Search the Community
Showing results for tags 'alkalinity & kh'.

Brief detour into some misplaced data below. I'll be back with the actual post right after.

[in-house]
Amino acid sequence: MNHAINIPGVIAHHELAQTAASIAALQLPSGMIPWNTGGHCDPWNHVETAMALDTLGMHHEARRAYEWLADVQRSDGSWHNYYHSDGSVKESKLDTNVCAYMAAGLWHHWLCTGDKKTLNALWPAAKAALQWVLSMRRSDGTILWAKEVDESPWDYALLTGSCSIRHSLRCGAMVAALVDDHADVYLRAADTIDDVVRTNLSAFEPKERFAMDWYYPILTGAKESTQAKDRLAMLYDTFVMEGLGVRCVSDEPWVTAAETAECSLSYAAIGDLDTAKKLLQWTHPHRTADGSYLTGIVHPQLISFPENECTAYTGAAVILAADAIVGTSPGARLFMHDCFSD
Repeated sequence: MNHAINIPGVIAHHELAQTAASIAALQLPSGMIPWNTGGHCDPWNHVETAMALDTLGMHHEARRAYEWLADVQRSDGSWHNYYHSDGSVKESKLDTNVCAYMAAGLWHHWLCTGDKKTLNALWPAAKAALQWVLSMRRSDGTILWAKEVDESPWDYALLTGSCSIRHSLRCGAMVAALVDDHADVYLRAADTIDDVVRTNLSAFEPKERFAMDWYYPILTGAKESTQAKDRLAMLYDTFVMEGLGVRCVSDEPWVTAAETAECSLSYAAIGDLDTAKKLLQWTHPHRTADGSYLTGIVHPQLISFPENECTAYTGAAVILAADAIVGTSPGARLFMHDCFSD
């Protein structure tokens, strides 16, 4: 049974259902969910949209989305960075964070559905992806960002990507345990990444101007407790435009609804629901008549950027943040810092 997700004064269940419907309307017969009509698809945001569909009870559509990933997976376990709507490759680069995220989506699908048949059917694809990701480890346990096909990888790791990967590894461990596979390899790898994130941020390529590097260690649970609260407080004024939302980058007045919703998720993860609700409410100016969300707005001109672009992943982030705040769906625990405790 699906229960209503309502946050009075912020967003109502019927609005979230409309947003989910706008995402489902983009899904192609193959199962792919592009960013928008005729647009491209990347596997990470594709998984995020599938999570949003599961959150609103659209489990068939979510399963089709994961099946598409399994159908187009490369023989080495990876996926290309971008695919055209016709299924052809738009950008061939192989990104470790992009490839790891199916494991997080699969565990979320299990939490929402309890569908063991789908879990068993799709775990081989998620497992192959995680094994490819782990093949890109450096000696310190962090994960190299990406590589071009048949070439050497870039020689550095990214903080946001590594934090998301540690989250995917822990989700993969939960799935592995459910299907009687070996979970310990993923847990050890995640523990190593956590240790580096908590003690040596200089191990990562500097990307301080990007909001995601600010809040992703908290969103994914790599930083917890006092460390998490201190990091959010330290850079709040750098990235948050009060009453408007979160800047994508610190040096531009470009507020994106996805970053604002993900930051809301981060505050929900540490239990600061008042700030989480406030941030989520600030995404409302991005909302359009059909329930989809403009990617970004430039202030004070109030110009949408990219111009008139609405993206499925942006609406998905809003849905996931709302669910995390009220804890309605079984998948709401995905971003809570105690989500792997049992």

The carbonate/bicarbonate system is one of the best biological buffers of pH, and is often used in aquaria to boost the alkalinity of systems (raising kH values). There is ready source of bicarbonate that aquarists can take advantage of, and that is baking soda (pure sodium bicarbonate). There are several advantages to using baking soda as a buffer: 1. Cheap. I bought 12 pounds of baking soda for less than $7, while a 10.6 ounce bottle of Gold Buffer costs almost $14! 2. Easily available. Just go to any supermarket. 3. Works! 4. Doesn't affect the pH much. NOTE: All buffers will change your pH. Some will do so a lot, some a little. Baking soda won't change the pH that much, at the amounts you use. Keep in mind though, that if your pH is less than 7, it will bring it up to around 7.4-7.8. 5. We know exactly how much baking soda to add to raise kH by a certain amount. This is an extremely important, as it takes out the guesswork. Disadvantages: 1. You have to keep adding with each water change, as opposed to crushed coral, for example. 2. It only raises kH, but does not raise gH, unlike crushed coral and some other buffer, for example. 3. This is critical. If you opt to use baking soda, you should take care to do a 100% WC in your tank every 2-3 months to avoid accumulation of too much sodium in the tank. So, how much baking soda to add? I've made two tables (one in grams, the other in teaspoons) for your convenience. Keep in mind that for goldfish and for optimal maintenance of beneficial bacteria, we want the kH to be around 100-150ppm. The same gH is ideal. This post has been promoted to an article